This weeks news includes; Snap releases finances ahead of IPO, Deutsche Bank fined £560m in money laundering scandal, Lyft surpasses Uber in download numbers for the first time and Facebook loses $500m in VR legal battle.
Below are our top 10 stories that you need to know about. Be sure to check our twitter page and Facebook page for regular posts of important headlines. Click on the links for full stories.
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Opinion articles of the week:
Sky News reports on MP’s warning that the Government ‘needs to raise its game’ on cyber security.
Business Insider looks at whether Bitcoin is ‘a great hedge against the system’ and could be the new gold.
City A.M considers whether Is private equity losing interest in retail mergers?
1. MP’s VOTE ON BREXIT
An overwhelming majority of almost 500 MPs have expressed their support for a Bill granting Prime Minister Theresa May the power to begin Brexit negotiations.
In the first vote in the House of Commons on the Article 50 Bill, 498 MPs backed the legislation moving to the next stage, where amendments can be tabled. By contrast 114 MPs, including 56 members of the Scottish National Party, voted against the Bill.
A large number of the remaining votes against the Bill came from the Labour party, despite Jeremy Corbyn instituting a three line whip ordering his MPs to back the legislation.
Any members of Corbyn’s frontbench who voted against it will be expected to be replaced, and Labour revealed that shadow environment secretary Rachael Maskell and shadow equalities minister Dawn Butler had resigned in the build up to the vote.
Shadow education minister Tulip Siddiq was the first to quit, resigning last week, and was followed days later by shadow secretary of state for Wales Jo Stevens.
It came after full day of debate that saw former chancellor George Osborne argue the government was prioritising immigration over the economy, and warn that Brexit negotiations with the EU should be expected to turn “bitter”.
MPs will hold a final vote on the Article 50 Bill on 8 March before debate moves to the House of Lords. (City A.M)
2. SNAP IPO
Snapchat’s parent company Snap Inc. set in motion what could be the biggest tech flotation in years by revealing that it generates over $400 million in annual sales and has 158 million people using its namesake app on a daily basis.
The Los Angeles-based company released the financial details in filing for an initial public offering on Thursday. The company filed for a $3 billion IPO, though that is a placeholder amount and certain to change as the company sets a price on the deal.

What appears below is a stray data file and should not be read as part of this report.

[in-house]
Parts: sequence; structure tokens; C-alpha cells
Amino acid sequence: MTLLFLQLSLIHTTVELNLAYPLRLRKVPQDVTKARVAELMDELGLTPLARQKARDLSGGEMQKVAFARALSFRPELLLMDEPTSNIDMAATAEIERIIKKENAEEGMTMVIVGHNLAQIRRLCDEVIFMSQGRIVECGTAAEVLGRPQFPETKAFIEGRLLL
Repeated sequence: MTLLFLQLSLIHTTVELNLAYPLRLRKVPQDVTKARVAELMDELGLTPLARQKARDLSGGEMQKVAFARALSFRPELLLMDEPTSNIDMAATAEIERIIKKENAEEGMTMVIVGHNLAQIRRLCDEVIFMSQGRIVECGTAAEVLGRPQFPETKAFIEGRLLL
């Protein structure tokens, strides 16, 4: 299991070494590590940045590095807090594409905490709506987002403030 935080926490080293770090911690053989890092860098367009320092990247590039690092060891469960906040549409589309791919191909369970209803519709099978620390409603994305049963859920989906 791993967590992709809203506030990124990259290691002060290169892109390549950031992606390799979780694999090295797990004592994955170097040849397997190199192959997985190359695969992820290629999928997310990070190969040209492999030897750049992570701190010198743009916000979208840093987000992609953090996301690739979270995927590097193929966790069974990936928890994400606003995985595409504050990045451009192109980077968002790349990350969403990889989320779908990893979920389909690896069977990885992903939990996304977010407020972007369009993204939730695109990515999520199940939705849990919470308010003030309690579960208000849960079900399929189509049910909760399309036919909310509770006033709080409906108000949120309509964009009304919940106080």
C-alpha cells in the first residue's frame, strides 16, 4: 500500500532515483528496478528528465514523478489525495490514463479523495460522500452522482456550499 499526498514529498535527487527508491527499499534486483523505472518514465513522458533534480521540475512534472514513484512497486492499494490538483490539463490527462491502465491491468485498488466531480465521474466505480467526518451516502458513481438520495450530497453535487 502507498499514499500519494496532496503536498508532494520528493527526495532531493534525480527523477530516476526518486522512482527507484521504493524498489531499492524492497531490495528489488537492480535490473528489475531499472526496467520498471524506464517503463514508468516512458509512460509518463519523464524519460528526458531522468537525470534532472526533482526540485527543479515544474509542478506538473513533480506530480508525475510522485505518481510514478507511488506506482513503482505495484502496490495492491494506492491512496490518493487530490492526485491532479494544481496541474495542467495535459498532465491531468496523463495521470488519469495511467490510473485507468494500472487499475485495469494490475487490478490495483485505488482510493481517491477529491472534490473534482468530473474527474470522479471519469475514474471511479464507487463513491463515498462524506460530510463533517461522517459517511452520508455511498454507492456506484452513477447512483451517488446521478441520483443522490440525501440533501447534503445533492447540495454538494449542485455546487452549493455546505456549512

In the filing, Snap disclosed that Snapchat has 158 million average daily active users as of the fourth quarter of 2016. It had annual revenue of $404.4 million in 2016, up from $58.6 million in 2015.
The IPO filing shows Morgan Stanley, Goldman Sachs, JPMorgan, Deutsche Bank, Barclays, Credit Suisse, and Allen & Company are among the banks working on the share sale. It plans to list its shares on the New York Stock Exchange under the ticker ‘SNAP’
Now that its financial statements have been made publicly available, the must wait 15 days before holding formal meetings, or the IPO “roadshow,” with investors. Snap is planning to list shares in March, and could fetch a valuation of as much as $25 billion, people familiar with the matter have said.
Snap’s business is quickly evolving from the chat app that gave it its name. It has increased advertising and added news, and last year it began selling its Spectacles, eyeglasses that can take photos and record video.
Still, as Snap begins to meet with investors, it will need to explain what its total addressable market can be — outside of the millennial demographic it’s already popular with. It will also have to lay out a vision for how revenue can grow from less than $1 billion to many billions. The company did report meteoric growth. Annual revenue of $404 million is up from just $58.6 million in 2015, the filings show. (Business Insider)
Despite this however the Snap lost $514 million last year and warns that it ‘may never be profitable’. Business Insider explores Snap’s unprofitability issues ahead of its IPO.
3. DEUTSCHE BANK FINED £560m FOR MONEY LAUNDERING
Deutsche Bank has been fined a total of £560m by British and American authorities over alleged money laundering in Russia. New York’s Department of Financial Services (DFS) said the scheme involved so-called mirror trades which illegally moved $10bn (£9.3bn) out of Russia.